by Taylor Marsh
I wonder how many people are depressed that President Obama and Secretary Clinton are not only getting along, but the boss is showing his game while his Secretary of State is doing a little of that on her own. It wasn't supposed to be this way according to the black cloud crowd. I still get emails, and a smattering of sore winner comments, that Secretary Clinton will be the undoing of President Obama. Hoping ain't gettin'. Hasn't happened yet. Though Mark Penn continues to do his utmost in this regard.
As for HRC's job at State, after a disastrously run campaign, much of it compliments of Mark Penn, but also Clinton's unwillingness to face the fact and fire the guy, Hillary seems to have learned from her previous primary disasters and is putting those lessons to use:
As a candidate, Mrs. Clinton was criticized for poor management of her campaign. She appears determined not to repeat her mistakes. Mrs. Clinton said she had sought fresh voices; mindful that previous secretaries of state have been criticized for cloistering themselves on the building's seventh floor, she has made a point of dropping in at its bureaus.
Meanwhile, Mark Penn continues his rehabilitation tour, delivering a preposterous argument just yesterday over Edwards, Iowa and how things, in his overblown imagination, might have been different if John had done what Elizabeth says he should have and not run. No one wants to rehash this, but Penn refuses to relinquish his delusions, so I'll bite. Considering the Clinton-Penn partnership had HRC resorting to loaning herself money after being clobbered in Iowa, two things that sent back-to-back shock waves across the political landscape, it's ridiculous to argue that the presence of Edwards caused such mismanagement. Never mind that they didn't have a single plan for post-Super Tuesday and the primaries to come. Yet Clinton remained loyal to Penn. This is not exactly what others have experienced post-primary, though the savvy aren't surprised. But anyone who's cleared the year-old primary fog and is willing to be honest senses that if Edwards hadn't been in Iowa Obama would have likely won by a larger margin, not less, though I doubt reality will ever penetrate Mark Penn's fantasyland. That's how badly Clinton's campaign was managed. That she's not repeating her mistakes at State comes as a huge relief.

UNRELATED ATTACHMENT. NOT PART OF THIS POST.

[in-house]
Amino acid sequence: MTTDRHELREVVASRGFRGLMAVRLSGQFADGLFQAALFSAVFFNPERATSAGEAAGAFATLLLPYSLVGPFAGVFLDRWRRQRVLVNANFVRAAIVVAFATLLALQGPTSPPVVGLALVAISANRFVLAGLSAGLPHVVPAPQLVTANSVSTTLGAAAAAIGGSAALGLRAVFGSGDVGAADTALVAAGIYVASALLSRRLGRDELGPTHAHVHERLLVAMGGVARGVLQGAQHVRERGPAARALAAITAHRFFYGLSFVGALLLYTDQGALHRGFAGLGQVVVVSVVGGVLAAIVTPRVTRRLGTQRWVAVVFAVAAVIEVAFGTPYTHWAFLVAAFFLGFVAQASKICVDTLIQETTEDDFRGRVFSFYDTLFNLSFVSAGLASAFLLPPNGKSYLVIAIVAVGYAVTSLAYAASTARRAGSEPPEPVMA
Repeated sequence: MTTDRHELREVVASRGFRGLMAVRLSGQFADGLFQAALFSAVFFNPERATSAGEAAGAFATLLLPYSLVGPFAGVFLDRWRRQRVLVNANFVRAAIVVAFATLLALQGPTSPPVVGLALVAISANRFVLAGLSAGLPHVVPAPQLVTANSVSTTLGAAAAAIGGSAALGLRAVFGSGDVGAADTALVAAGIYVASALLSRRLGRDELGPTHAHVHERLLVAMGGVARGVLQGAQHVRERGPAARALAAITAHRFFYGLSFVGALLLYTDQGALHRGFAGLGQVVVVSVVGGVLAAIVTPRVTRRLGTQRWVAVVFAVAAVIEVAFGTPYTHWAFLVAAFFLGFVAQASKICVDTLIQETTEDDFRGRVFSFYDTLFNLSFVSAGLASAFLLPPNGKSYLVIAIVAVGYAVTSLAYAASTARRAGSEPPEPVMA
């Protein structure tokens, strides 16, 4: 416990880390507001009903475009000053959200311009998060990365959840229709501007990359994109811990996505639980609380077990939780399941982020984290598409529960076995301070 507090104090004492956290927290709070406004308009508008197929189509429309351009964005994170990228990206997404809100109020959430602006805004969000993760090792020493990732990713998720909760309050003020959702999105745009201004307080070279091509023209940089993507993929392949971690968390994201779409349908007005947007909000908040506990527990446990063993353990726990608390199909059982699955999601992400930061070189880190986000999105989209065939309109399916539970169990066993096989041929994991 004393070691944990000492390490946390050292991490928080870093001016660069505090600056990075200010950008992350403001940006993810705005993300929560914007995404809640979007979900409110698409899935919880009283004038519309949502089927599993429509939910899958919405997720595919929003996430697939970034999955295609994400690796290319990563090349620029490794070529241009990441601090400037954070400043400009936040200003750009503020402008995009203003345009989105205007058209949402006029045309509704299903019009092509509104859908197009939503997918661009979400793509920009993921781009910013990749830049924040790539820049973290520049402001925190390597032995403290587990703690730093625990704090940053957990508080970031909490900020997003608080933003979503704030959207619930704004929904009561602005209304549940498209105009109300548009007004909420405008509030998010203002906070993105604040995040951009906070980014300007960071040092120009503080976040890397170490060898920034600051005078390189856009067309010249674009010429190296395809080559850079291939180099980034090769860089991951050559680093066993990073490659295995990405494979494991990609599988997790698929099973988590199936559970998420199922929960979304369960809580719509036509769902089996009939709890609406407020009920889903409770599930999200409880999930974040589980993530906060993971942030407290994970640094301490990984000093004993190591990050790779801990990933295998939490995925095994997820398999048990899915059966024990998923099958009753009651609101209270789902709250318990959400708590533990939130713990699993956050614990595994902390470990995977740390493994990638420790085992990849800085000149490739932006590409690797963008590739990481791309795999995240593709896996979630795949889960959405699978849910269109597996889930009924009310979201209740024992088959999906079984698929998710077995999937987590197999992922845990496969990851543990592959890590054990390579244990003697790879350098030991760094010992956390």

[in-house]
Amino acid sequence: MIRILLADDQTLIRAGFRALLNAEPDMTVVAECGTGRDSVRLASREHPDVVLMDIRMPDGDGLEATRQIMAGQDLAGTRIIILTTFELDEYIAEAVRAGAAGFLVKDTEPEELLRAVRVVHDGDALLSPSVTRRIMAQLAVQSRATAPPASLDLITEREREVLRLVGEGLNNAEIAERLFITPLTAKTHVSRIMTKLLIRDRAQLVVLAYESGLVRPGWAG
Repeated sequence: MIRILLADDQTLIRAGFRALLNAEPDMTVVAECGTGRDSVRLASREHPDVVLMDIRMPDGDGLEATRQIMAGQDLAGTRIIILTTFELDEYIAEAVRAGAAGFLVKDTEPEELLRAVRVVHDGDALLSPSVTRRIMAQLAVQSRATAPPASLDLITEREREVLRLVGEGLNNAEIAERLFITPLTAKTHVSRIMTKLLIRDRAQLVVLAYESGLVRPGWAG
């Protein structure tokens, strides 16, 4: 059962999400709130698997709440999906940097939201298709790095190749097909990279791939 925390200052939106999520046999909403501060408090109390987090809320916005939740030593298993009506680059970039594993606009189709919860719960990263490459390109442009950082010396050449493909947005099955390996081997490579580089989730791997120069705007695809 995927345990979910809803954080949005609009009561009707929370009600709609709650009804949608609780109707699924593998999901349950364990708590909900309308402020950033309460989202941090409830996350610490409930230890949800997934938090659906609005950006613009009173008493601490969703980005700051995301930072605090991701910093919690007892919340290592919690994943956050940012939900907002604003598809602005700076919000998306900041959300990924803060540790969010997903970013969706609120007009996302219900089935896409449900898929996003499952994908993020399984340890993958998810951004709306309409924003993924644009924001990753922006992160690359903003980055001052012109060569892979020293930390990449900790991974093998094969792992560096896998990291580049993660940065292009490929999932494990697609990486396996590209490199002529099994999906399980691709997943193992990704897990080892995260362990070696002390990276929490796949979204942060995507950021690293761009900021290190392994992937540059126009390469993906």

But the author of the Times article excerpt above, Mark Landler, does seem shocked that there might be "jockeying" among Obama's top aides. What, egos around the leader of the free world? Shocking. Insert famous Casablanca, with small rewrite, here.
Besides, what's in it for Clinton if she's not anything but stellar at State?
Oh, and she's going to have fun while she's at it.
On a recent afternoon, at Mrs. Clinton's suggestion, the two moved their meeting outside to a picnic table on the South Lawn, next to a new swing set installed for Mr. Obama's daughters. "We just had the best time," she said.
Hillary Clinton is someone you certainly wouldn't want as an enemy. But as far as loyalty to President Obama, this is the best gig of her life and she's smart enough to know it and has no intention of hurting herself by blowing it. She's an adept judge of her surroundings, but most especially her own situation. So if anyone can sense Obama's high flying performance as president, as well as the reaction from Americans but also the entire world, it's Hillary Clinton. Obama's stature is something she has to respect, because he's proven that in this time and place there's no one else who can match it. It's Barack Obama's time and if anyone knows this it's Hillary.
There is also reality. Presidents hire, but they can also fire, which applies to everyone in his cabinet, including Secretary Clinton.
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